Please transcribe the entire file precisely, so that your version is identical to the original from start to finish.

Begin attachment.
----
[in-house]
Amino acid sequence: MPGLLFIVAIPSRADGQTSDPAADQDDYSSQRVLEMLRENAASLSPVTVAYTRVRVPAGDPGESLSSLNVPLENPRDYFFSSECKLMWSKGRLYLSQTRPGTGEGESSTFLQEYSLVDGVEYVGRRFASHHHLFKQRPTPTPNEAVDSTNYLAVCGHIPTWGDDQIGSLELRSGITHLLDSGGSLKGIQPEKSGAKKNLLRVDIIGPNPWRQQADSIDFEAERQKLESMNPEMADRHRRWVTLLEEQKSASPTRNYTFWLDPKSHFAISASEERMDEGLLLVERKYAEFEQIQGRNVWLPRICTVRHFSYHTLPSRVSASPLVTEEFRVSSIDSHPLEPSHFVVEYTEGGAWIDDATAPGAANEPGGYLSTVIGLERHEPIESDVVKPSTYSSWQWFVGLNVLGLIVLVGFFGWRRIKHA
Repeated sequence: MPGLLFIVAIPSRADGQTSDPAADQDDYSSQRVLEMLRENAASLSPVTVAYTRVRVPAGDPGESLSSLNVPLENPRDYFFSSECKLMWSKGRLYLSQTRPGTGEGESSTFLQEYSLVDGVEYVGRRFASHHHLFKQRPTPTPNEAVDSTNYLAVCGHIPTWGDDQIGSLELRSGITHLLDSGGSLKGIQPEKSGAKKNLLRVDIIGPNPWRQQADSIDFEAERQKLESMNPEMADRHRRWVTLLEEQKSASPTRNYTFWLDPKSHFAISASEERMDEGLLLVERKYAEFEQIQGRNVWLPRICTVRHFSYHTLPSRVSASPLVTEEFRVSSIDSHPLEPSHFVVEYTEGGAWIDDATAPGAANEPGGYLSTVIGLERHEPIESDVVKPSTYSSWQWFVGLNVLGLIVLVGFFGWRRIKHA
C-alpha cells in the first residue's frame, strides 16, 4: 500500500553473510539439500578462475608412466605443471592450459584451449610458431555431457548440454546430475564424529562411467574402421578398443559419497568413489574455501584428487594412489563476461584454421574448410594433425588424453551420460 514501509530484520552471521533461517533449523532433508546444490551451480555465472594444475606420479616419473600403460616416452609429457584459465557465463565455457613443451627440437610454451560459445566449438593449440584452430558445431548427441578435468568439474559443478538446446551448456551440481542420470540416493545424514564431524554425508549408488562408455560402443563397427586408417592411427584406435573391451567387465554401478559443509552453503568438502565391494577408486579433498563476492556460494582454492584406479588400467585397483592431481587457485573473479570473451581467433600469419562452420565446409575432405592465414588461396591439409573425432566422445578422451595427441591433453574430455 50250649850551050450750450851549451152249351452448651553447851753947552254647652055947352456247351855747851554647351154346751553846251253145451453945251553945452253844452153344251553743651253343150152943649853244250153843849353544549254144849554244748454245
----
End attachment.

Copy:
[in-house]
Amino acid sequence: MPGLLFIVAIPSRADGQTSDPAADQDDYSSQRVLEMLRENAASLSPVTVAYTRVRVPAGDPGESLSSLNVPLENPRDYFFSSECKLMWSKGRLYLSQTRPGTGEGESSTFLQEYSLVDGVEYVGRRFASHHHLFKQRPTPTPNEAVDSTNYLAVCGHIPTWGDDQIGSLELRSGITHLLDSGGSLKGIQPEKSGAKKNLLRVDIIGPNPWRQQADSIDFEAERQKLESMNPEMADRHRRWVTLLEEQKSASPTRNYTFWLDPKSHFAISASEERMDEGLLLVERKYAEFEQIQGRNVWLPRICTVRHFSYHTLPSRVSASPLVTEEFRVSSIDSHPLEPSHFVVEYTEGGAWIDDATAPGAANEPGGYLSTVIGLERHEPIESDVVKPSTYSSWQWFVGLNVLGLIVLVGFFGWRRIKHA
Repeated sequence: MPGLLFIVAIPSRADGQTSDPAADQDDYSSQRVLEMLRENAASLSPVTVAYTRVRVPAGDPGESLSSLNVPLENPRDYFFSSECKLMWSKGRLYLSQTRPGTGEGESSTFLQEYSLVDGVEYVGRRFASHHHLFKQRPTPTPNEAVDSTNYLAVCGHIPTWGDDQIGSLELRSGITHLLDSGGSLKGIQPEKSGAKKNLLRVDIIGPNPWRQQADSIDFEAERQKLESMNPEMADRHRRWVTLLEEQKSASPTRNYTFWLDPKSHFAISASEERMDEGLLLVERKYAEFEQIQGRNVWLPRICTVRHFSYHTLPSRVSASPLVTEEFRVSSIDSHPLEPSHFVVEYTEGGAWIDDATAPGAANEPGGYLSTVIGLERHEPIESDVVKPSTYSSWQWFVGLNVLGLIVLVGFFGWRRIKHA
C-alpha cells in the first residue's frame, strides 16, 4: 500500500553473510539439500578462475608412466605443471592450459584451449610458431555431457548440454546430475564424529562411467574402421578398443559419497568413489574455501584428487594412489563476461584454421574448410594433425588424453551420460 514501509530484520552471521533461517533449523532433508546444490551451480555465472594444475606420479616419473600403460616416452609429457584459465557465463565455457613443451627440437610454451560459445566449438593449440584452430558445431548427441578435468568439474559443478538446446551448456551440481542420470540416493545424514564431524554425508549408488562408455560402443563397427586408417592411427584406435573391451567387465554401478559443509552453503568438502565391494577408486579433498563476492556460494582454492584406479588400467585397483592431481587457485573473479570473451581467433600469419562452420565446409575432405592465414588461396591439409573425432566422445578422451595427441591433453574430455 50250649850551050450750450851549451152249351452448651553447851753947552254647652055947352456247351855747851554647351154346751553846251253145451453945251553945452253844452153344251553743651253343150152943649853244250153843849353544549254144849554244748454245